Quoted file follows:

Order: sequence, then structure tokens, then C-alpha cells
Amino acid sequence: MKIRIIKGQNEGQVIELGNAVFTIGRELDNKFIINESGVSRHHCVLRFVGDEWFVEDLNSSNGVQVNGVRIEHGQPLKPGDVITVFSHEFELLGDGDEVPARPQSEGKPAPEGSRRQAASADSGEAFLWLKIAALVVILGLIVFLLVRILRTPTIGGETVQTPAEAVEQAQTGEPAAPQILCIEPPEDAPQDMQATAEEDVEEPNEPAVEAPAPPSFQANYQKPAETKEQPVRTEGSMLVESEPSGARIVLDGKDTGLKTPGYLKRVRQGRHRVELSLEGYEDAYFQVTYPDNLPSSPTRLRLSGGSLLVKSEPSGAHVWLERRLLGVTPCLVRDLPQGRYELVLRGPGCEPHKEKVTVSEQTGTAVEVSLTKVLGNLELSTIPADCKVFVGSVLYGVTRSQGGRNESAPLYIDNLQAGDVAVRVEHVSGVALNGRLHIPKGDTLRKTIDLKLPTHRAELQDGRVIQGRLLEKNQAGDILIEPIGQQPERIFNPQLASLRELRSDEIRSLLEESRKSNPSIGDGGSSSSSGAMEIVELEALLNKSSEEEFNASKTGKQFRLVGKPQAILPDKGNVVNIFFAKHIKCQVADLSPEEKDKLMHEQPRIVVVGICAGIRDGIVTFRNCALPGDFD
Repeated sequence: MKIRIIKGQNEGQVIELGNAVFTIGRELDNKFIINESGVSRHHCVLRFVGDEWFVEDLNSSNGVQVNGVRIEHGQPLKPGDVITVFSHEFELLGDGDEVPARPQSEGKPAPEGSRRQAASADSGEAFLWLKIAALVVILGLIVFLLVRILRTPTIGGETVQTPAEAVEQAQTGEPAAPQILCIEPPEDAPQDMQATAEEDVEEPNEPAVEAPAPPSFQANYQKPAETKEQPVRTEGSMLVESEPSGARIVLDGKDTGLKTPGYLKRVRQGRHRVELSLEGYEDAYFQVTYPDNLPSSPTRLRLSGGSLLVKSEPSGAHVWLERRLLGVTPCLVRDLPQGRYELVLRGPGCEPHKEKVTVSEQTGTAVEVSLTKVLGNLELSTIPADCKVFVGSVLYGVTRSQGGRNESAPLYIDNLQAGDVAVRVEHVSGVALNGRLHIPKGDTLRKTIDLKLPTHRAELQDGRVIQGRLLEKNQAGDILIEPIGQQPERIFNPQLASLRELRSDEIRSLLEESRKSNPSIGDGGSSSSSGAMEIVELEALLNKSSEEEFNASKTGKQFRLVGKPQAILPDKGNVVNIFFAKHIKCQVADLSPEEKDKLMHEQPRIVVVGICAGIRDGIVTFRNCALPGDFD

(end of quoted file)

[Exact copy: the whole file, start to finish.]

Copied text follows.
Order: sequence, then structure tokens, then C-alpha cells
Amino acid sequence: MKIRIIKGQNEGQVIELGNAVFTIGRELDNKFIINESGVSRHHCVLRFVGDEWFVEDLNSSNGVQVNGVRIEHGQPLKPGDVITVFSHEFELLGDGDEVPARPQSEGKPAPEGSRRQAASADSGEAFLWLKIAALVVILGLIVFLLVRILRTPTIGGETVQTPAEAVEQAQTGEPAAPQILCIEPPEDAPQDMQATAEEDVEEPNEPAVEAPAPPSFQANYQKPAETKEQPVRTEGSMLVESEPSGARIVLDGKDTGLKTPGYLKRVRQGRHRVELSLEGYEDAYFQVTYPDNLPSSPTRLRLSGGSLLVKSEPSGAHVWLERRLLGVTPCLVRDLPQGRYELVLRGPGCEPHKEKVTVSEQTGTAVEVSLTKVLGNLELSTIPADCKVFVGSVLYGVTRSQGGRNESAPLYIDNLQAGDVAVRVEHVSGVALNGRLHIPKGDTLRKTIDLKLPTHRAELQDGRVIQGRLLEKNQAGDILIEPIGQQPERIFNPQLASLRELRSDEIRSLLEESRKSNPSIGDGGSSSSSGAMEIVELEALLNKSSEEEFNASKTGKQFRLVGKPQAILPDKGNVVNIFFAKHIKCQVADLSPEEKDKLMHEQPRIVVVGICAGIRDGIVTFRNCALPGDFD
Repeated sequence: MKIRIIKGQNEGQVIELGNAVFTIGRELDNKFIINESGVSRHHCVLRFVGDEWFVEDLNSSNGVQVNGVRIEHGQPLKPGDVITVFSHEFELLGDGDEVPARPQSEGKPAPEGSRRQAASADSGEAFLWLKIAALVVILGLIVFLLVRILRTPTIGGETVQTPAEAVEQAQTGEPAAPQILCIEPPEDAPQDMQATAEEDVEEPNEPAVEAPAPPSFQANYQKPAETKEQPVRTEGSMLVESEPSGARIVLDGKDTGLKTPGYLKRVRQGRHRVELSLEGYEDAYFQVTYPDNLPSSPTRLRLSGGSLLVKSEPSGAHVWLERRLLGVTPCLVRDLPQGRYELVLRGPGCEPHKEKVTVSEQTGTAVEVSLTKVLGNLELSTIPADCKVFVGSVLYGVTRSQGGRNESAPLYIDNLQAGDVAVRVEHVSGVALNGRLHIPKGDTLRKTIDLKLPTHRAELQDGRVIQGRLLEKNQAGDILIEPIGQQPERIFNPQLASLRELRSDEIRSLLEESRKSNPSIGDGGSSSSSGAMEIVELEALLNKSSEEEFNASKTGKQFRLVGKPQAILPDKGNVVNIFFAKHIKCQVADLSPEEKDKLMHEQPRIVVVGICAGIRDGIVTFRNCALPGDFD